First, don’t use your dirty field-dressing knife to butcher the animal—clean it or use a different knife altogether. Second, trim your meat aggressively. Deer fat tastes terrible and silverskin is tough and unappetizing, so remove them before you package up the meat. Duck fat and bear fat can be delicious depending on the animal, so don’t waste those, but do be careful about what you keep and what you discard.
Also be mindful of how you store your game meat. Vacuum sealers are great tools, but the old plastic-wrap-and-butcher-paper routine works well, too. You want to avoid any air being able to touch the meat once it’s packaged and put in the freezer, because air leads to freezer-burn. And manage your freezer well so meat doesn’t get lost in the bottom for years on end, slowly degrading.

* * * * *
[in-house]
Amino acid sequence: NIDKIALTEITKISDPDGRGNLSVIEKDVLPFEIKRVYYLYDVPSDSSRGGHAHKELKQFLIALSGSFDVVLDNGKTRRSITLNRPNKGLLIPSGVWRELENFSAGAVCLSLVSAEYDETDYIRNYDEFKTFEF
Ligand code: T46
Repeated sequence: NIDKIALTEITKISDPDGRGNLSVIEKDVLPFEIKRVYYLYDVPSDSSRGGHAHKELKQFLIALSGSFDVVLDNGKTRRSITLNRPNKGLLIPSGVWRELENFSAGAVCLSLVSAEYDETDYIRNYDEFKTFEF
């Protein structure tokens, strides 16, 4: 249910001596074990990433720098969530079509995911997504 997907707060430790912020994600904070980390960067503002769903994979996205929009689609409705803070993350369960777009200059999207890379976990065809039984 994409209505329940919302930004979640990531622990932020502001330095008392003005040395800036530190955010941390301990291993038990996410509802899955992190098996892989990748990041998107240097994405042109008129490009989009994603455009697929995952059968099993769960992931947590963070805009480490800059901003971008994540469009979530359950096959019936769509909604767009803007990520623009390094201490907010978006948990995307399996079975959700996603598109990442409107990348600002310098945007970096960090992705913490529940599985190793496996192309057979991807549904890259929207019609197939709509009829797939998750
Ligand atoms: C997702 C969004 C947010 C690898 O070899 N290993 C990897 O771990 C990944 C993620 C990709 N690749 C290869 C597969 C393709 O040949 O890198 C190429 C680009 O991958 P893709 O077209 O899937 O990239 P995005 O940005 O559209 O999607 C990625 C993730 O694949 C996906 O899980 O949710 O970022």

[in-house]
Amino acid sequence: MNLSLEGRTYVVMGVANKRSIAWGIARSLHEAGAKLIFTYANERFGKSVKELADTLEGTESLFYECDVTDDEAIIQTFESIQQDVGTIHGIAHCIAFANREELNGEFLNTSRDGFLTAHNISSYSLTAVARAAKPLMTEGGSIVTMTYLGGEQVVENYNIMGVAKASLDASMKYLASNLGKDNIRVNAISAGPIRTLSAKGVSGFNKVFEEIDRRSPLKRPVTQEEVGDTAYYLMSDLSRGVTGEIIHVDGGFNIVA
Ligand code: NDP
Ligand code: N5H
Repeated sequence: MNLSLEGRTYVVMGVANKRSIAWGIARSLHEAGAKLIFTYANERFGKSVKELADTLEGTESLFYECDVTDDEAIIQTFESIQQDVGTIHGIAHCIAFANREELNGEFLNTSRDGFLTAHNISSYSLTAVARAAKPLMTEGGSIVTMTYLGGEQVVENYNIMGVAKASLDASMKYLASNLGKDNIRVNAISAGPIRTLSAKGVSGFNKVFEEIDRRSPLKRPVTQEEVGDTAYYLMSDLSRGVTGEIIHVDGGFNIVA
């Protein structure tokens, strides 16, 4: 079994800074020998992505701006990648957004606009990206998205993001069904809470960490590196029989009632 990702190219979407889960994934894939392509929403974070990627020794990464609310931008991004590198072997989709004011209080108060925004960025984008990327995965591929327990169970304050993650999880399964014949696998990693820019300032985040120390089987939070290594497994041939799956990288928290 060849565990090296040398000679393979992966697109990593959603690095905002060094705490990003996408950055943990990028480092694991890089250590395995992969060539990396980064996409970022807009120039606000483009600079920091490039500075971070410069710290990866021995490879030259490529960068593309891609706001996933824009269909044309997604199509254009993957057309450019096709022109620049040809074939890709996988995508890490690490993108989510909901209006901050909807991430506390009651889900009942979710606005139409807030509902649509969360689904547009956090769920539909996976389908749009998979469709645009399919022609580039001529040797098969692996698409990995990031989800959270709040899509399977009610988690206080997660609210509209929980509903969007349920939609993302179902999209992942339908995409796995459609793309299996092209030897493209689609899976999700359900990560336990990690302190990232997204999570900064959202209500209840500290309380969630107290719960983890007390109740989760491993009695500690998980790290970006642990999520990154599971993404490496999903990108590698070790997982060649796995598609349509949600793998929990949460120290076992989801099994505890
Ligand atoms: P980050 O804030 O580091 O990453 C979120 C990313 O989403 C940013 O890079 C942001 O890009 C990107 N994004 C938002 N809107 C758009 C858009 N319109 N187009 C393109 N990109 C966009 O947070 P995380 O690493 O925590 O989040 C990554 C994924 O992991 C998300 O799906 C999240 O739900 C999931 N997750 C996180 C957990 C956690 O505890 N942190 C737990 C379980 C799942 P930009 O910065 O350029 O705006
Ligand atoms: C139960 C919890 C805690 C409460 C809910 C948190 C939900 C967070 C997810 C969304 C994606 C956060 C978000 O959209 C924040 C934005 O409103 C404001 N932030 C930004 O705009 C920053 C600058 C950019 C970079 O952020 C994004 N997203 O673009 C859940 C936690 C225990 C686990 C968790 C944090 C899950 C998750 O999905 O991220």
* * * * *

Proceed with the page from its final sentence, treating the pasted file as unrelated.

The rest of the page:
6. Worse, You Let a Processor Ruin It
If you don’t butcher game yourself, choose your processor carefully (assuming you have options). You want to be sure you get your own animal back—some processors mix up many customers’ deer together in the grinder and everyone gets a little bit of everyone else’s venison. Don’t let that happen to you, or all that effort you put into properly cooling and field-dressing will go to waste and you’ll be at the mercy of some other hunter who let his gut-shot buck rot in the back of his truck all day.
This is not to disparage processors—some are great. Just know what you’re getting, and don’t be afraid to make specific requests about how you want your cuts handled and any mix-ins you like added to your ground meat.
7. The Animal Just Isn’t as Good